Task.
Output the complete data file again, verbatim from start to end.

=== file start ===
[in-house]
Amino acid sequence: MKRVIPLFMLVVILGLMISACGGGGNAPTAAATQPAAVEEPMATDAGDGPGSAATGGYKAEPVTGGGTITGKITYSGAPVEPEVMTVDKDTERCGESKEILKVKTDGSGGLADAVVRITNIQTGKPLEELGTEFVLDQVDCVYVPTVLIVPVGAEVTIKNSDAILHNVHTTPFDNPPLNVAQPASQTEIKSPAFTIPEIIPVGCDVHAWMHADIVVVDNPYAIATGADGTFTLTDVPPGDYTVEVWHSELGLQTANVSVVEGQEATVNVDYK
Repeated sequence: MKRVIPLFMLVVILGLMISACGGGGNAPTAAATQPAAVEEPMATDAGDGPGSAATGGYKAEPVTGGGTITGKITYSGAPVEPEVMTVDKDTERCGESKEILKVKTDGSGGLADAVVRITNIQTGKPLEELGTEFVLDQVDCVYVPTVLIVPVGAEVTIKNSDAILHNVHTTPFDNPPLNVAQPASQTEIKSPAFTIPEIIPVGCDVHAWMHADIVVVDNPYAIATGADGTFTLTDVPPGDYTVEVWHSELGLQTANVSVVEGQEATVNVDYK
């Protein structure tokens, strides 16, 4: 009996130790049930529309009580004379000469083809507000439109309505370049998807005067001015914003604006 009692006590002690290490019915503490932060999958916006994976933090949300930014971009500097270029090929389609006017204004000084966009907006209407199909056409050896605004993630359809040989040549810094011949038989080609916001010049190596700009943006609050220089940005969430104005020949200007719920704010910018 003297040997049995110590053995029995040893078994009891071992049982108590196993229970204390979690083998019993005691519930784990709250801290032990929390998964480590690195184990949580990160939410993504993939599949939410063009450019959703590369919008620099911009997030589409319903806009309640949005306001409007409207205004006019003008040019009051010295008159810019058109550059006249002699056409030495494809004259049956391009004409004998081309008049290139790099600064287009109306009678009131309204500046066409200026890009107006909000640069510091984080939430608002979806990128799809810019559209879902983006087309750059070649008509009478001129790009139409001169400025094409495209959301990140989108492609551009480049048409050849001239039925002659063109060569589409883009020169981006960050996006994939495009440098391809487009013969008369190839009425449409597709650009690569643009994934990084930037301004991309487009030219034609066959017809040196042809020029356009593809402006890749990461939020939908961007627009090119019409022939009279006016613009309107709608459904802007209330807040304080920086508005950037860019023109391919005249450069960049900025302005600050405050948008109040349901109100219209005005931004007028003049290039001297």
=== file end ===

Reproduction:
[in-house]
Amino acid sequence: MKRVIPLFMLVVILGLMISACGGGGNAPTAAATQPAAVEEPMATDAGDGPGSAATGGYKAEPVTGGGTITGKITYSGAPVEPEVMTVDKDTERCGESKEILKVKTDGSGGLADAVVRITNIQTGKPLEELGTEFVLDQVDCVYVPTVLIVPVGAEVTIKNSDAILHNVHTTPFDNPPLNVAQPASQTEIKSPAFTIPEIIPVGCDVHAWMHADIVVVDNPYAIATGADGTFTLTDVPPGDYTVEVWHSELGLQTANVSVVEGQEATVNVDYK
Repeated sequence: MKRVIPLFMLVVILGLMISACGGGGNAPTAAATQPAAVEEPMATDAGDGPGSAATGGYKAEPVTGGGTITGKITYSGAPVEPEVMTVDKDTERCGESKEILKVKTDGSGGLADAVVRITNIQTGKPLEELGTEFVLDQVDCVYVPTVLIVPVGAEVTIKNSDAILHNVHTTPFDNPPLNVAQPASQTEIKSPAFTIPEIIPVGCDVHAWMHADIVVVDNPYAIATGADGTFTLTDVPPGDYTVEVWHSELGLQTANVSVVEGQEATVNVDYK
């Protein structure tokens, strides 16, 4: 009996130790049930529309009580004379000469083809507000439109309505370049998807005067001015914003604006 009692006590002690290490019915503490932060999958916006994976933090949300930014971009500097270029090929389609006017204004000084966009907006209407199909056409050896605004993630359809040989040549810094011949038989080609916001010049190596700009943006609050220089940005969430104005020949200007719920704010910018 003297040997049995110590053995029995040893078994009891071992049982108590196993229970204390979690083998019993005691519930784990709250801290032990929390998964480590690195184990949580990160939410993504993939599949939410063009450019959703590369919008620099911009997030589409319903806009309640949005306001409007409207205004006019003008040019009051010295008159810019058109550059006249002699056409030495494809004259049956391009004409004998081309008049290139790099600064287009109306009678009131309204500046066409200026890009107006909000640069510091984080939430608002979806990128799809810019559209879902983006087309750059070649008509009478001129790009139409001169400025094409495209959301990140989108492609551009480049048409050849001239039925002659063109060569589409883009020169981006960050996006994939495009440098391809487009013969008369190839009425449409597709650009690569643009994934990084930037301004991309487009030219034609066959017809040196042809020029356009593809402006890749990461939020939908961007627009090119019409022939009279006016613009309107709608459904802007209330807040304080920086508005950037860019023109391919005249450069960049900025302005600050405050948008109040349901109100219209005005931004007028003049290039001297």